AAIR Update 12.8.2020
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If you have asthma, the airways in your lungs are usually inflamed. During an asthma flare-up these airways get even more swollen, and the muscles around the airways can tighten. This can trigger wheezing, cough, chest tightness and shortness of breath.
An allergist / immunologist, often referred to as an allergist, has specialized expertise to clearly identify your asthma triggers and to develop a treatment plan that can minimize flare-ups and improve your quality of life.
Common Asthma Triggers
• Many people with asthma have allergies, which can trigger asthma symptoms. Common allergens include house dust mites, animal dander, molds, pollen and cockroach droppings. Your allergist can identify what you are allergic to and recommend ways to avoid exposure to your triggers.
• Tobacco smoke is an irritant that often aggravates asthma. Your asthma may also be irritated by air pollution, strong odors or fumes.
• Many patients with asthma develop asthma symptoms when exercising. This is called exercise-induced bronchoconstriction (EIB).
• Some medications can cause or worsen asthma symptoms. These include aspirin or other non-steroidal anti-inflammatory drugs (NSAIDs) such as ibuprofen, and beta-blockers, which are used to treat heart disease, high blood pressure, migraine headaches or glaucoma.
• Emotional anxiety and stress may also increase asthma symptoms and trigger an attack. Proper rest, diet and exercise are important for your overall health and can help in managing asthma.
• Viral and bacterial infections such as the common cold and sinusitis.
• Exposure to cold, dry air or weather changes.
• Acid reflux, with or without heartburn.
Asthma is a chronic disease, so it requires ongoing management. This includes using proper medications to prevent and control symptoms and to reduce airway inflammation.
There are two general classes of asthma medications, quick-relief and long-term controller medications. Your allergist may recommend one or a combination of two or more of these medications.
Quick-relief medications are used to provide temporary relief of symptoms and, at times, used before exercise. These rescue medicines are bronchodilators, which help to open up the airways so that more air can flow through. Bronchodilators are primarily short-acting beta-agonists administered by an inhaler or a nebulizer machine. Another type of medicine called an anticholinergic may be used at times.
Long-term controller medications are important for many people with asthma, and are taken on a daily basis to control airway inflammation and treat symptoms in people who have frequent asthma symptoms.
Inhaled corticosteroids and leukotriene modifiers can help control the inflammation that occurs in the airways of most people who have asthma. One medication may work better for you than another. Your allergist can help guide you.
Inhaled long-acting beta-agonists are symptom controllers that open your airways.
Current recommendations are for them to be used only along with inhaled corticosteroids.
Leukotriene modifiers are typically used to open airways.
Methylxanthines can help open the airways and may have a mild anti-inflammatory effect. Theophylline is the most frequently used methylxanthine. Blood levels of theophylline need to be monitored.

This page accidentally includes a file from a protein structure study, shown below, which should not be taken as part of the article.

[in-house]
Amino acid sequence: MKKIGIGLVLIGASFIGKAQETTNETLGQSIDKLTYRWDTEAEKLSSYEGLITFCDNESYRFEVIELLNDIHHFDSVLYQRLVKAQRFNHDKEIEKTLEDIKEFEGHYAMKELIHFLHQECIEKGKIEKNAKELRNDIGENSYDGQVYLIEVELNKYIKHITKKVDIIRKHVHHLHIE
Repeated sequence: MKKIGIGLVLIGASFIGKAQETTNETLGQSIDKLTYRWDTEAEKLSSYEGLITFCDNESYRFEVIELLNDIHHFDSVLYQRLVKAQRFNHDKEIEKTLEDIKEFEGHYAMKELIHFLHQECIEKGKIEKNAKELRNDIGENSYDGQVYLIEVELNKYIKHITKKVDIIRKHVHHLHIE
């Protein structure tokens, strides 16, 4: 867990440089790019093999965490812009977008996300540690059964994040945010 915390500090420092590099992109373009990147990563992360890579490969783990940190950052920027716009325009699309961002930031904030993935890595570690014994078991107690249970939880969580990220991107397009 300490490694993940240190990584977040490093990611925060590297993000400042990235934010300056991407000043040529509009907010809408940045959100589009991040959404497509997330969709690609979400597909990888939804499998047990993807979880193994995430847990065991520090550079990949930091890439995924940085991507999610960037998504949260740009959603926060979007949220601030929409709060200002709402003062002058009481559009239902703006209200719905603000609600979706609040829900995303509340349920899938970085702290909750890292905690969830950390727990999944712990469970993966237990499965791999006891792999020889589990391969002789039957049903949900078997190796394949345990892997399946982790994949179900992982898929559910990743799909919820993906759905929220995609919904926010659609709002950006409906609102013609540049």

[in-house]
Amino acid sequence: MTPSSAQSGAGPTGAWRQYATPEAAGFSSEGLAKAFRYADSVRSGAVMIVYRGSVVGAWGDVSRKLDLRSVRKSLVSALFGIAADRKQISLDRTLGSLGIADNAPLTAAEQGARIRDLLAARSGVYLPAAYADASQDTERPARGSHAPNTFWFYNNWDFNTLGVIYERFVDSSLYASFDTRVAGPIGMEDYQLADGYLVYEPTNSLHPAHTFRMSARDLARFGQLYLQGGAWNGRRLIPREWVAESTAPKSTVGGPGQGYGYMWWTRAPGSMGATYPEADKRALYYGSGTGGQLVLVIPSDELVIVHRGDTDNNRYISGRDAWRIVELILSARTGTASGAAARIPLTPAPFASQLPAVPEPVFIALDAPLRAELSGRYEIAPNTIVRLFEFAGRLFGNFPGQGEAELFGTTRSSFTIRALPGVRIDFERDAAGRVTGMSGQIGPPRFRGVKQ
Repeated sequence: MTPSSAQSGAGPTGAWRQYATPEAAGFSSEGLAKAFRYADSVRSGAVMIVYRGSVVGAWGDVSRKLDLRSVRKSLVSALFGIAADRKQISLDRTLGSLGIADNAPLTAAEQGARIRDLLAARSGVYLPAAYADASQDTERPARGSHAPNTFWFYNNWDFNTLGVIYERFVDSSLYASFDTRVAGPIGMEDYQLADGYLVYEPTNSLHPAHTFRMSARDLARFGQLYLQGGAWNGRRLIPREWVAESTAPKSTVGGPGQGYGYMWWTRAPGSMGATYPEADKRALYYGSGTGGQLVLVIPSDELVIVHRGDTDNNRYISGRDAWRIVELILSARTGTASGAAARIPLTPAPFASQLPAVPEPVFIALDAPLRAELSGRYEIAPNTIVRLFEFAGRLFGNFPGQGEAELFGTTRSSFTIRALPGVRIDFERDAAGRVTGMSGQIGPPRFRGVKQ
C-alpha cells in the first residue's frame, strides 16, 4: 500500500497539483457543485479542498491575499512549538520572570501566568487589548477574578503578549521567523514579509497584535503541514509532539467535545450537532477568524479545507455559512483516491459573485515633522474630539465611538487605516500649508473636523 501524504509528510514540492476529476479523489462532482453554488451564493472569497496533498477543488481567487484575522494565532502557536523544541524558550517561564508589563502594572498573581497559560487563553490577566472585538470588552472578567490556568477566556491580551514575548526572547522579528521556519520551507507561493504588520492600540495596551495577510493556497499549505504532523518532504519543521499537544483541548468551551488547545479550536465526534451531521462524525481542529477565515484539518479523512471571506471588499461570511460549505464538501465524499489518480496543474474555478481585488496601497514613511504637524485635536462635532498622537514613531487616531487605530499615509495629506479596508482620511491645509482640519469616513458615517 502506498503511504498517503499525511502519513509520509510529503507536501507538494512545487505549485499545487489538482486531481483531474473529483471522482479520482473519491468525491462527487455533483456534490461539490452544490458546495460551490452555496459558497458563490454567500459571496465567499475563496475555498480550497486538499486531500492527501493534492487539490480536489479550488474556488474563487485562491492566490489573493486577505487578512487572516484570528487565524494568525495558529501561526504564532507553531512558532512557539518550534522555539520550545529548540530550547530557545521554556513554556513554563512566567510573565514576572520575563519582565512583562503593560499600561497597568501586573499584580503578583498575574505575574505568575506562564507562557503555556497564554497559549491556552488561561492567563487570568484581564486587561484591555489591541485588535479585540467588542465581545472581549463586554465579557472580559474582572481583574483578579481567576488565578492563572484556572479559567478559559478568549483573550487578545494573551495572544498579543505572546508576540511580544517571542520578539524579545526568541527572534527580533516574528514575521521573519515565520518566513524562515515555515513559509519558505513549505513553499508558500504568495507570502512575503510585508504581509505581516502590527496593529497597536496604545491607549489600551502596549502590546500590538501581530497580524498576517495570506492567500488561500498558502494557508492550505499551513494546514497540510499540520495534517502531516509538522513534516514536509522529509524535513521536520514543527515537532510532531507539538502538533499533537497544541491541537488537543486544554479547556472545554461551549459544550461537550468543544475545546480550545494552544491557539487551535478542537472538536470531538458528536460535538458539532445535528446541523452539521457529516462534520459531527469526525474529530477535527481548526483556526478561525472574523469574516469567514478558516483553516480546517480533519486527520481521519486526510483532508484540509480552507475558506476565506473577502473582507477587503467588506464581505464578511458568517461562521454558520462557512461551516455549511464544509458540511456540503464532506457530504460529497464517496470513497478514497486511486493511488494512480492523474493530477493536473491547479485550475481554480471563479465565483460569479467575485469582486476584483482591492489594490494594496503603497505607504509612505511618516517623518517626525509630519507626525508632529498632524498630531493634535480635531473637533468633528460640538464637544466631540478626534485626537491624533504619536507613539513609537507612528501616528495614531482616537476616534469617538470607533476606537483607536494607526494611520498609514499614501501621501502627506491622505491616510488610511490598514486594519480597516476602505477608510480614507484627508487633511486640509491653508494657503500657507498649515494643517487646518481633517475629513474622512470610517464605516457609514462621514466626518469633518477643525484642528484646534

Omalizumab is an injectable antibody that helps block allergic inflammation. It is used in certain patients with severe persistent allergic asthma.
Asthma Management Plan
The better informed you are about your condition, the better control you will have over your asthma symptoms. To assist, you and your allergist will develop a personalized management plan. This plan includes:
• Ways to avoid your asthma triggers.
• Medications to prevent symptoms as well as medications to use for quick relief of flare-ups.
• An asthma action plan to identify when you are doing well and when you need to seek help.
• A partnership between you, your family, your allergist and other healthcare providers.
Together, you and your allergist can work to ensure that asthma interferes with your daily life as little as possible.
• Asthma triggers vary from person to person and so do strategies to reduce asthma flare-ups.
• Many people with asthma also have allergies, which can trigger asthma symptoms. Your allergist can identify what, if any, allergens you should avoid.
• Quick-relief rescue medications provide temporary relief of asthma symptoms, while long-term controller medications are taken on a regular basis to control airway inflammation or prevent frequent asthma symptoms.
• Your asthma medications may need to be adjusted as you and your asthma change, so stay in close touch with your allergist.
Feel Better. Live Better.
An allergist / immunologist, often referred to as an allergist, is a pediatrician or internist with at least two additional years of specialized training in the diagnosis and treatment of allergies, asthma, immune deficiencies and other immunologic diseases.
By visiting the office of an allergist, you can expect an accurate diagnosis, a treatment plan that works and educational information to help you manage your disease and feel better.
The AAAAI’s Find an Allergist / Immunologist service is a trusted resource to help you find a specialist close to home.
© 2013 American Academy of Allergy, Asthma & Immunology. All Rights Reserved.
Posted with permission from the American Academy of Allergy, Asthma & Immunology (AAAAI)
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